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To Show Nonobviousness, Commercial Success Must Be "Direct Result" Of Patented Subject Matter


In In re DBC (No. 2008-1120; November 3, 2008), the Federal Circuit affirms a final decision of the United States Patent and Trademark Office Board of Patent Appeals and Interferences ("the Board"), which affirmed the examiner's rejection of all pending claims under 35 U.S.C. § 103 as obvious during ex parte reexamination of U.S. Patent No. 6,730,333. The Federal Circuit holds that: (1) DBC waived the argument that the decision of the Board must be vacated because two of the administrative patent judges on the panel were appointed unconstitutionally by failing to raise it before the Board; (2) contrary to the assertion of DBC, the Board's prima facie case of obviousness is based upon a substantial new question of patentability, and the reference newly cited during the ex parte reexamination, together with the other references cited, is substantial evidence fully supporting the Board's finding of a prima facie case of obviousness; and (3) the evidence of commercial success presented by DBC was insufficient to overcome the prima facie case of obviousness of the claimed subject matter.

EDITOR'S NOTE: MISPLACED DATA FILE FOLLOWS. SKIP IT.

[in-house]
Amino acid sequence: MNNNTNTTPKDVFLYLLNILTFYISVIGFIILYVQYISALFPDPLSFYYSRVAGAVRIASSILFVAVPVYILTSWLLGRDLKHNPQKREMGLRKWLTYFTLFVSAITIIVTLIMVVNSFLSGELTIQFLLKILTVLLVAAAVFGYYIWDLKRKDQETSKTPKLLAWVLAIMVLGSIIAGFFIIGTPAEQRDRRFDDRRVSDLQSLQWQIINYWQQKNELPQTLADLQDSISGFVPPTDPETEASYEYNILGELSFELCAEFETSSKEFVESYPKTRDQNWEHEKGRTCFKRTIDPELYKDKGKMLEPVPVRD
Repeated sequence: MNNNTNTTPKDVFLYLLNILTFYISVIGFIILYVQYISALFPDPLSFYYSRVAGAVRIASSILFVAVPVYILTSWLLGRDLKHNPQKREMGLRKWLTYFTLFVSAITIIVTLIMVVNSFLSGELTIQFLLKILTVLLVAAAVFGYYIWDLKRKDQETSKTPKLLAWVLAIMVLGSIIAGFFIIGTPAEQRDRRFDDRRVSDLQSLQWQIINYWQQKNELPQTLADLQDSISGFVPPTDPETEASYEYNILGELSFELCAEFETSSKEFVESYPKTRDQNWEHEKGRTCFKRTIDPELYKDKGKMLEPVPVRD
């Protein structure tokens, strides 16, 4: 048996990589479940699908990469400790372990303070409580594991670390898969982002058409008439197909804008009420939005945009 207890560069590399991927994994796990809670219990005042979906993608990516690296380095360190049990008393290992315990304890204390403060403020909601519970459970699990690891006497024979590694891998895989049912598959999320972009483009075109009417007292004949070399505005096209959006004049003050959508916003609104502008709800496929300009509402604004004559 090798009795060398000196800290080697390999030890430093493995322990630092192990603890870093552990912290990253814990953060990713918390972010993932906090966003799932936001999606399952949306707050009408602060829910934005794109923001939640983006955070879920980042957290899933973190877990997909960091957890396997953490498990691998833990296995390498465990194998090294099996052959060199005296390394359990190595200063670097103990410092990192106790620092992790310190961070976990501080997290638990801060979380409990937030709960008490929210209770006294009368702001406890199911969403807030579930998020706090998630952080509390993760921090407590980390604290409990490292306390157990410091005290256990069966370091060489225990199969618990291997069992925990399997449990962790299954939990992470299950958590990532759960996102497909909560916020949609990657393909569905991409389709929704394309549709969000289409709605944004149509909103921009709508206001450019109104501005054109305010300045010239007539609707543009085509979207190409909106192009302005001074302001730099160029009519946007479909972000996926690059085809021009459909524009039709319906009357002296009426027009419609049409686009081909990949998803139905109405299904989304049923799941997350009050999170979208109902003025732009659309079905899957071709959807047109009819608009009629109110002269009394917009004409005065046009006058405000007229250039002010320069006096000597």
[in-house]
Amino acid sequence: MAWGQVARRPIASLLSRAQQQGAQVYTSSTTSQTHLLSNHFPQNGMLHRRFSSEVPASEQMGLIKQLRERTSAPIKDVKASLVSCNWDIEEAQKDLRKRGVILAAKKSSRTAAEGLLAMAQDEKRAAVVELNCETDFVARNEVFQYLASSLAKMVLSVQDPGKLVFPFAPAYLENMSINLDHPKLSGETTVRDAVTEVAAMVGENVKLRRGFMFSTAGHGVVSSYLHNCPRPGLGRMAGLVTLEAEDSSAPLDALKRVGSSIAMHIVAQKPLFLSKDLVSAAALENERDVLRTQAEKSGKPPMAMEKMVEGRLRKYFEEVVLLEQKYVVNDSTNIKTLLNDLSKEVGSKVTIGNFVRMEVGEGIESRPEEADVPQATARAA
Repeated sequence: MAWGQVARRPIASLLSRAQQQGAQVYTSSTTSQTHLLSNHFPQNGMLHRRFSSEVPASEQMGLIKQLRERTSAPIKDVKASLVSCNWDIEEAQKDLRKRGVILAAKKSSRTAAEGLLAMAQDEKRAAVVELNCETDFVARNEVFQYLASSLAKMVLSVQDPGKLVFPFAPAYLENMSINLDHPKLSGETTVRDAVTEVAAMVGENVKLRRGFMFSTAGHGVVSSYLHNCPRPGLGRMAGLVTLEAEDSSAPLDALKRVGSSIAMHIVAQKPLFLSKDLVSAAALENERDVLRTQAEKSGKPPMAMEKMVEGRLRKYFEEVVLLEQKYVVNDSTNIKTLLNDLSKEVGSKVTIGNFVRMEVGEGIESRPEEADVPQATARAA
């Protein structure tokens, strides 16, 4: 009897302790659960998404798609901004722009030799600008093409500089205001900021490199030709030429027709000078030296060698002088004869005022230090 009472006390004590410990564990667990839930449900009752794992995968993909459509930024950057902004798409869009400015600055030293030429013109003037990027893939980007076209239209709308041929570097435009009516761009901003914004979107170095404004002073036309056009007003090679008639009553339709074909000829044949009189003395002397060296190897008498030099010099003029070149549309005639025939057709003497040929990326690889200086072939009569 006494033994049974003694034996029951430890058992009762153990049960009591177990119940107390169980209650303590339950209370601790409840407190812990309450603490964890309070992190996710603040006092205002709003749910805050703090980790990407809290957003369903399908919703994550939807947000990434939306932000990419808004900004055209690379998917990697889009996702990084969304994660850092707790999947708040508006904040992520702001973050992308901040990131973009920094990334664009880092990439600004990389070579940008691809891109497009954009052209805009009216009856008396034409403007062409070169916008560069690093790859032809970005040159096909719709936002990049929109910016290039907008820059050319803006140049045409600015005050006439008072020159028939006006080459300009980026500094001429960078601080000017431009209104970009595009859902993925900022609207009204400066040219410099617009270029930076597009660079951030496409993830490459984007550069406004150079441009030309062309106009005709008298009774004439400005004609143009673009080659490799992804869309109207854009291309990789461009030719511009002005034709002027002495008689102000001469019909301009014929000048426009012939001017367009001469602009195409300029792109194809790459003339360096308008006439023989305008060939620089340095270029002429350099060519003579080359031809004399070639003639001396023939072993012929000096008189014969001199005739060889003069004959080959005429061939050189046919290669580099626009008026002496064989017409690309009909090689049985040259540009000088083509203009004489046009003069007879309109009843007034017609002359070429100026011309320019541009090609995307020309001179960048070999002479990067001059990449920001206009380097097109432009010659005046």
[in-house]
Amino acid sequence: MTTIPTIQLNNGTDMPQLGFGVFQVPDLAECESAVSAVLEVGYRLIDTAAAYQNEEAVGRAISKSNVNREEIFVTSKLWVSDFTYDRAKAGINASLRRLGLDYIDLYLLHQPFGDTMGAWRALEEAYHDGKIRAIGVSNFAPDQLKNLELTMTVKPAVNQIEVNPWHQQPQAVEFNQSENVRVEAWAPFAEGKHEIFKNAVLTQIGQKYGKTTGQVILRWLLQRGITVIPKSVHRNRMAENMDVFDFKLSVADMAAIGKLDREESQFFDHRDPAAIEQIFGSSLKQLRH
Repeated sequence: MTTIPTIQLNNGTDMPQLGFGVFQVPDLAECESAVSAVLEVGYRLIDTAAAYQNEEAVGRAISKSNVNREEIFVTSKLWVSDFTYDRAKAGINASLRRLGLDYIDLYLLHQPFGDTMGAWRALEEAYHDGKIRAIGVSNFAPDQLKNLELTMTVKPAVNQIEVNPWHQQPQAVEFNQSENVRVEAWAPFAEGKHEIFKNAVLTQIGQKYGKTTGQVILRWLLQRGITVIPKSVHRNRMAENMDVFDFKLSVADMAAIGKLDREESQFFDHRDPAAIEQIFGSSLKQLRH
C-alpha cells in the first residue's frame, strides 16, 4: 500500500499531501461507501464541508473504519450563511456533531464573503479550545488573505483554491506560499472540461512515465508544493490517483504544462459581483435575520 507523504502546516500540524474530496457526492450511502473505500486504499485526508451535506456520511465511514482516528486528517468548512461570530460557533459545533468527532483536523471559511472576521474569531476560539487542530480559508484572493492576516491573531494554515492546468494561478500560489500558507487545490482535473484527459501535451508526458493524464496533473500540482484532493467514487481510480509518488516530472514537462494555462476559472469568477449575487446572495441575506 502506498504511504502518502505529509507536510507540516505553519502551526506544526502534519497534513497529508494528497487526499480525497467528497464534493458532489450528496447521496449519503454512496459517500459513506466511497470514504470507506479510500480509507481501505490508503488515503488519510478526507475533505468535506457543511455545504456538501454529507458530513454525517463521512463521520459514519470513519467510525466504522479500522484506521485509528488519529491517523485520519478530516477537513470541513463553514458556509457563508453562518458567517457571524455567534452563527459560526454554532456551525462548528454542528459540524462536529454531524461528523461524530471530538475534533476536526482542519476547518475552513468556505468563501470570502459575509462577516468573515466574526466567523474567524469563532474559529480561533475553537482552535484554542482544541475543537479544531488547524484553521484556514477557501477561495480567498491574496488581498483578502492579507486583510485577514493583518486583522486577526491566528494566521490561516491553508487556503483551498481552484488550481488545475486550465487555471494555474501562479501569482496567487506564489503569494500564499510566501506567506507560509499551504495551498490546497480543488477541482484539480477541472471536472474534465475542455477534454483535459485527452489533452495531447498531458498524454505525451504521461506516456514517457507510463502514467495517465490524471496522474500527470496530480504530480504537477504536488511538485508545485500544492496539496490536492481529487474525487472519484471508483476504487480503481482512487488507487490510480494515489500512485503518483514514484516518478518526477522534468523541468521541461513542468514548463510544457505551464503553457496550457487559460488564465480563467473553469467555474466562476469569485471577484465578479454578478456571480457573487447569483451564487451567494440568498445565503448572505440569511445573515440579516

Regarding commercial success, the Court explained, "We have held on a number of occasions that evidence of commercial success alone is not sufficient to demonstrate nonobviousness of a claimed invention. Rather, the proponent must offer proof 'that the sales were a direct result of the unique characteristics of the claimed invention - as opposed to other economic and commercial factors unrelated to the quality of the patented subject matter.'"

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